Thanks to secrets hidden inside Apple’s firmware, we’ve discovered a lot about the iPhone 8 this week. One of its biggest features — quite literally — will be a significantly larger display that leaves no room for a physical Home button or bulky bezels.
Here’s how iOS could change to take advantage of it with a sweet new user interface.
According to developer Steve Troughton-Smith, who has been trawling through the HomePod firmware to bring us all kinds of juicy details about the iPhone 8, we can look forward to a display with a 2436×1125 resolution.
“This resolution is 375 x 812 points rendered @3x – exactly the same logical width as the iPhone 7, but 22% taller,” explains Allen Pike, a developer who previously worked at Apple.
But the iPhone 8’s display won’t just be bigger; it will also be a different shape to accommodate the handset’s new design. Apple graphics reveal it will surround the front-facing speaker and FaceTime camera and extend to the top edge of the phone.
This might seem strange at first glance, but there are ways in which iOS could take advantage of it to deliver an awesome new user interface. Pike describes some of these in a post on his blog, complete with some rough mockups.
He envisions that Apple will reserve a lower portion of the display for virtual buttons, like those on Android. There might be a virtual Home button in the middle, obviously, with contextual shortcuts for our apps on either side.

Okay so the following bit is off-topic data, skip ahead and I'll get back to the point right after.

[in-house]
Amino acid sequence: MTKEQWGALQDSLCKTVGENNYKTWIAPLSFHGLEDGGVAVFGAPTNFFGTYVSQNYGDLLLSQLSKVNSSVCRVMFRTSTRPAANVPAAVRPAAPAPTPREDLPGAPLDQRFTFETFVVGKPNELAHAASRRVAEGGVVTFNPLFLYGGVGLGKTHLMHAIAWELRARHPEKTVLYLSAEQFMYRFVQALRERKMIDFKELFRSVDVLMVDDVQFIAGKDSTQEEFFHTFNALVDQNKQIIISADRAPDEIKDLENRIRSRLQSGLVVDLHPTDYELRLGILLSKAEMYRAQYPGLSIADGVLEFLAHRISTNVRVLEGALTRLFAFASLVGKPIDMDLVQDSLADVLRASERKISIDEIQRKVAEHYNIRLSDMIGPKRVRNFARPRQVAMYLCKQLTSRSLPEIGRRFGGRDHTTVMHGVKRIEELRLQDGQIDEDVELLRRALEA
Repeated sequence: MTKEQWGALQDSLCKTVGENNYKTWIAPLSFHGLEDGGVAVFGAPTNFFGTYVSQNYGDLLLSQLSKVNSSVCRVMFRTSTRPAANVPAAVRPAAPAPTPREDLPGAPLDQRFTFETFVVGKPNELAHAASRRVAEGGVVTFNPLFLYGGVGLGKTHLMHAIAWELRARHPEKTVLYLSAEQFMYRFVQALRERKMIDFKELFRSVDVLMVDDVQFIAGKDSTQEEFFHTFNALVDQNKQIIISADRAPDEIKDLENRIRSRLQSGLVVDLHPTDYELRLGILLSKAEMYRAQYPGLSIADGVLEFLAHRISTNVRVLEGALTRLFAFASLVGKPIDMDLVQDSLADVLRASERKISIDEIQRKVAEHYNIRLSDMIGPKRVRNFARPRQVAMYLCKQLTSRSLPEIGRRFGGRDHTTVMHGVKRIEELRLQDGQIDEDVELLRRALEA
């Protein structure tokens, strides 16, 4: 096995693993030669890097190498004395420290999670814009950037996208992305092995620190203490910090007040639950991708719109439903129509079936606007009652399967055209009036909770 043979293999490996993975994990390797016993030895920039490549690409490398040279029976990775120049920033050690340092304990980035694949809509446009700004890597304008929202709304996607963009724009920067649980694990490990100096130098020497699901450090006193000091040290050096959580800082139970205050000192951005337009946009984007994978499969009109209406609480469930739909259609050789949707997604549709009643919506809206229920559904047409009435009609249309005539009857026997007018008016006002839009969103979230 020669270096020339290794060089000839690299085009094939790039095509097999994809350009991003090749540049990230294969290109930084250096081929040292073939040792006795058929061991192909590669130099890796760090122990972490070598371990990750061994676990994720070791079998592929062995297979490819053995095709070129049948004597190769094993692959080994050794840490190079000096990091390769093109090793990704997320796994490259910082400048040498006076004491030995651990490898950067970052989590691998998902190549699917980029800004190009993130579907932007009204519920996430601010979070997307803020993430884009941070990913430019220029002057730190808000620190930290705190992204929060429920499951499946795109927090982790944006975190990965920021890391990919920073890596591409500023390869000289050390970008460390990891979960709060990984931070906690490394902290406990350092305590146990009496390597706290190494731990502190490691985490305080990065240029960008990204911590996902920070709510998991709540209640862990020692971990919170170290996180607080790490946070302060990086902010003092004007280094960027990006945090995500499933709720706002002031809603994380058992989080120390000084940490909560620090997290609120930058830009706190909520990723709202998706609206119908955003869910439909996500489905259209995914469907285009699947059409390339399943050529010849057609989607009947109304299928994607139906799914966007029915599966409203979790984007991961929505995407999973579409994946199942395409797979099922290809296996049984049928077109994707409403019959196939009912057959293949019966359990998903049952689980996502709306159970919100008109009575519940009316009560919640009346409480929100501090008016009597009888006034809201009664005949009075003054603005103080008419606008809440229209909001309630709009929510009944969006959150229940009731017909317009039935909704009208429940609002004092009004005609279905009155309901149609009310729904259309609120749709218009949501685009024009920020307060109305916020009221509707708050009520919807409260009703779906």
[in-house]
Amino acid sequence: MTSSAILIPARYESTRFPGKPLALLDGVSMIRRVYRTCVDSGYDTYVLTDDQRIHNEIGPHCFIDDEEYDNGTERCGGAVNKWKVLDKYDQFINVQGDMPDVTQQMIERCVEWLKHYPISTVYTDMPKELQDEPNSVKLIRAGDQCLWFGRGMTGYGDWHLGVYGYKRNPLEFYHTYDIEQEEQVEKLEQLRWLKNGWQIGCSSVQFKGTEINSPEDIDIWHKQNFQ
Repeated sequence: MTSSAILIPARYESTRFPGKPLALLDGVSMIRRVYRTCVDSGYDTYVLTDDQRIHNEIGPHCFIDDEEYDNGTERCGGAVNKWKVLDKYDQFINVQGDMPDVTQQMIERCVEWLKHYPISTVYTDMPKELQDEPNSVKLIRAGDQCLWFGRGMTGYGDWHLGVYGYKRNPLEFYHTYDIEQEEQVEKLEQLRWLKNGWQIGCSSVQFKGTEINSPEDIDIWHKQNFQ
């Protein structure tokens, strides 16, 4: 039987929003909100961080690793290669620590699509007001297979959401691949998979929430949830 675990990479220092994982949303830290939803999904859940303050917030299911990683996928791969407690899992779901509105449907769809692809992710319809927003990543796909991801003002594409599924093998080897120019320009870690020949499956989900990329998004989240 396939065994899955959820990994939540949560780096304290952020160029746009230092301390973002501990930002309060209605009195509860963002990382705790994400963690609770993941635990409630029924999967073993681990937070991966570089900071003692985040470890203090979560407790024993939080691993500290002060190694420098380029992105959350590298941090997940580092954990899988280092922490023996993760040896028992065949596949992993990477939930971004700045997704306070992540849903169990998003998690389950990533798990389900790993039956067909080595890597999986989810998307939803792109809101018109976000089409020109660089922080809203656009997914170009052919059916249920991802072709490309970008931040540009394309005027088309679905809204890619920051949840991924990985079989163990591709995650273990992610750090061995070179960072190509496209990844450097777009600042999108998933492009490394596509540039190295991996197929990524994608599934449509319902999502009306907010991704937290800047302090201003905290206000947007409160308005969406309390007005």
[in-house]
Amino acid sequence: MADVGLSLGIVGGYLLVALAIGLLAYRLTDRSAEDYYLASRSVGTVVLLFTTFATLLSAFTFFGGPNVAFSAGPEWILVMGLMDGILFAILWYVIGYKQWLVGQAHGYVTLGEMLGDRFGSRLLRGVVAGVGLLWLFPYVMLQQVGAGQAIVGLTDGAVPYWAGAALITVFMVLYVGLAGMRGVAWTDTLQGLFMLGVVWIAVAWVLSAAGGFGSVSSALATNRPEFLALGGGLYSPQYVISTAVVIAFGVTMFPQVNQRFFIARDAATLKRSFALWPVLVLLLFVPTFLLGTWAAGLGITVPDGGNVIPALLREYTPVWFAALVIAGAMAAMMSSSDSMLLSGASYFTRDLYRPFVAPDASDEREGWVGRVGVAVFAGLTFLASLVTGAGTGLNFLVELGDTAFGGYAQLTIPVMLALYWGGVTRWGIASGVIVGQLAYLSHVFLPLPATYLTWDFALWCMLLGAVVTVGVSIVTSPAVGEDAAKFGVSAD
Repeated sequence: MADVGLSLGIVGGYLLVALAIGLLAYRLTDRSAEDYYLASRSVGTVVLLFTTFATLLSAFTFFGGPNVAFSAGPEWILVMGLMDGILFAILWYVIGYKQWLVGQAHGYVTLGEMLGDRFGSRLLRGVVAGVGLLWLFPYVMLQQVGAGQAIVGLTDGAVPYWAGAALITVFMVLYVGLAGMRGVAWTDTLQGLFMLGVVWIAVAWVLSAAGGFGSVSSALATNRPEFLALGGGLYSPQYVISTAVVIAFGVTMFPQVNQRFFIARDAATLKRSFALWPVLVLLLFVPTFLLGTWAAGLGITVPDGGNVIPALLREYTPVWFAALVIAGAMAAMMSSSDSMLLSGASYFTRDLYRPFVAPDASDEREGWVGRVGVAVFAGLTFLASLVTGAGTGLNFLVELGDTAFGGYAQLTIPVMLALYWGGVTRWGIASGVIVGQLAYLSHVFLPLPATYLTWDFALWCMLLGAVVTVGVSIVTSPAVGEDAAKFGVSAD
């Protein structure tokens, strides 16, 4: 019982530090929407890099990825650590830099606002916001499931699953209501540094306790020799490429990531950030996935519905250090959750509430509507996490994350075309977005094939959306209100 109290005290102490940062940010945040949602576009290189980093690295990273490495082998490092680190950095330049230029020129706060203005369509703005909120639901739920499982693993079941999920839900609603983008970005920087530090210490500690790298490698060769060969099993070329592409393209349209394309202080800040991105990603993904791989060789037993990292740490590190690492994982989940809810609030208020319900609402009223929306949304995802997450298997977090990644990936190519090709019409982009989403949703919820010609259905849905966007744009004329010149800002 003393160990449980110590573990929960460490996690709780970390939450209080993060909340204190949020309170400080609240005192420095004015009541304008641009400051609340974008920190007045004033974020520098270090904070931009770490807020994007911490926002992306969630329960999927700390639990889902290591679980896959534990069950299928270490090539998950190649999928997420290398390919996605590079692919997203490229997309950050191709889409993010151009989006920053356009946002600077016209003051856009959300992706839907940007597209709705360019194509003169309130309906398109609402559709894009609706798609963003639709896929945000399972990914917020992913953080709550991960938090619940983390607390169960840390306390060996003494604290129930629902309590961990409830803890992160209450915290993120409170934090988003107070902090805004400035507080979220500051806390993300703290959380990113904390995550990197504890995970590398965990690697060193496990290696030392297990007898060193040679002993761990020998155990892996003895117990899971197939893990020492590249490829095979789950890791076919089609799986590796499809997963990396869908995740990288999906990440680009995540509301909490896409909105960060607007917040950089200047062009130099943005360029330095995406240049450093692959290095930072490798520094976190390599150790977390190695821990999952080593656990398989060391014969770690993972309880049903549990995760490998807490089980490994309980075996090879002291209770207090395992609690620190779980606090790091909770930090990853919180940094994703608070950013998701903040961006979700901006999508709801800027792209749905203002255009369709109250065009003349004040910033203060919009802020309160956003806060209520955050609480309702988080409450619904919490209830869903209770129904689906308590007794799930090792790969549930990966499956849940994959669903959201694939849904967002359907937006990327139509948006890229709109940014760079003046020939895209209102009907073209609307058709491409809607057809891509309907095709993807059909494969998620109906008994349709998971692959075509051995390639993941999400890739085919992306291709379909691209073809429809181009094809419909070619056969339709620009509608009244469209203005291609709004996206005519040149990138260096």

“The mockup above is what happens when you dedicate the bottom 66pt of the iPhone Pro’s resolution to what we currently know as a navigation bar, but replace the title with the home button,” Pike explains.
It wouldn’t be difficult for developers to make this change inside their own apps, since UIKit asks them to simply specify left and right buttons rather than explicitly placing them at the top of the screen. “A lot of apps could work this way with just a recompile.”
Of course, placing these buttons at the bottom of the display would make them much easier to access — particularly on a larger display. And assuming Apple allows it, they could be used for more than just navigation; developers could place other buttons for different actions.
You’ll notice that Pike has removed the time in the middle of the status bar. That’s because the iPhone 8’s speaker, FaceTime camera, and facial recognition sensors will sit here. On one side of it, we’ll see our cellular and Wi-Fi signals; on the other side we’ll see the battery indicator.
Apple has already taken steps towards this new interface in iOS 11. The cellular signal indicator has been changed from circles to bars again, because they take up less space. App headers are bigger and bolder, leaving lots of white space in certain apps.
But that white space makes sense when you imagine the new interface, with those bigger and bolder headers right at the top of the screen.